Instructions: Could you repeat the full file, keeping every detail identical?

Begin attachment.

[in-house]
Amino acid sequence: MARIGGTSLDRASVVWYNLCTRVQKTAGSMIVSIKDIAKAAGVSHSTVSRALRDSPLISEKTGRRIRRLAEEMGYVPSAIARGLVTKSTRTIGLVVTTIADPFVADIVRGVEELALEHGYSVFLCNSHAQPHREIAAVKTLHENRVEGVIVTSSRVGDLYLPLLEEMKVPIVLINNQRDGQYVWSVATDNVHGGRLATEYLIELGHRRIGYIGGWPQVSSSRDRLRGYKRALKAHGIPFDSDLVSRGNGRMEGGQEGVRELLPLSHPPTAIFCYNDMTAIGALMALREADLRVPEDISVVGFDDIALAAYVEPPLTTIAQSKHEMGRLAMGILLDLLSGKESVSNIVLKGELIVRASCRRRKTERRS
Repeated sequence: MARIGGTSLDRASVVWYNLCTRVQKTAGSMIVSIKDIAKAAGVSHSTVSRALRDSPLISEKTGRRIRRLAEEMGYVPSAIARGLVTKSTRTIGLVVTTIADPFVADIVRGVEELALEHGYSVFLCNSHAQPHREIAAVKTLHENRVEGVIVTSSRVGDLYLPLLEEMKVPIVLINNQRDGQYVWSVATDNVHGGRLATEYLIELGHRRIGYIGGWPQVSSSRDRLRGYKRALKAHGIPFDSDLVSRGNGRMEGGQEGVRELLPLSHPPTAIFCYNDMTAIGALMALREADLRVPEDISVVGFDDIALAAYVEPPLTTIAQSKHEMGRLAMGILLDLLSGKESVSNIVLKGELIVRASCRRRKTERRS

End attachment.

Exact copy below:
[in-house]
Amino acid sequence: MARIGGTSLDRASVVWYNLCTRVQKTAGSMIVSIKDIAKAAGVSHSTVSRALRDSPLISEKTGRRIRRLAEEMGYVPSAIARGLVTKSTRTIGLVVTTIADPFVADIVRGVEELALEHGYSVFLCNSHAQPHREIAAVKTLHENRVEGVIVTSSRVGDLYLPLLEEMKVPIVLINNQRDGQYVWSVATDNVHGGRLATEYLIELGHRRIGYIGGWPQVSSSRDRLRGYKRALKAHGIPFDSDLVSRGNGRMEGGQEGVRELLPLSHPPTAIFCYNDMTAIGALMALREADLRVPEDISVVGFDDIALAAYVEPPLTTIAQSKHEMGRLAMGILLDLLSGKESVSNIVLKGELIVRASCRRRKTERRS
Repeated sequence: MARIGGTSLDRASVVWYNLCTRVQKTAGSMIVSIKDIAKAAGVSHSTVSRALRDSPLISEKTGRRIRRLAEEMGYVPSAIARGLVTKSTRTIGLVVTTIADPFVADIVRGVEELALEHGYSVFLCNSHAQPHREIAAVKTLHENRVEGVIVTSSRVGDLYLPLLEEMKVPIVLINNQRDGQYVWSVATDNVHGGRLATEYLIELGHRRIGYIGGWPQVSSSRDRLRGYKRALKAHGIPFDSDLVSRGNGRMEGGQEGVRELLPLSHPPTAIFCYNDMTAIGALMALREADLRVPEDISVVGFDDIALAAYVEPPLTTIAQSKHEMGRLAMGILLDLLSGKESVSNIVLKGELIVRASCRRRKTERRS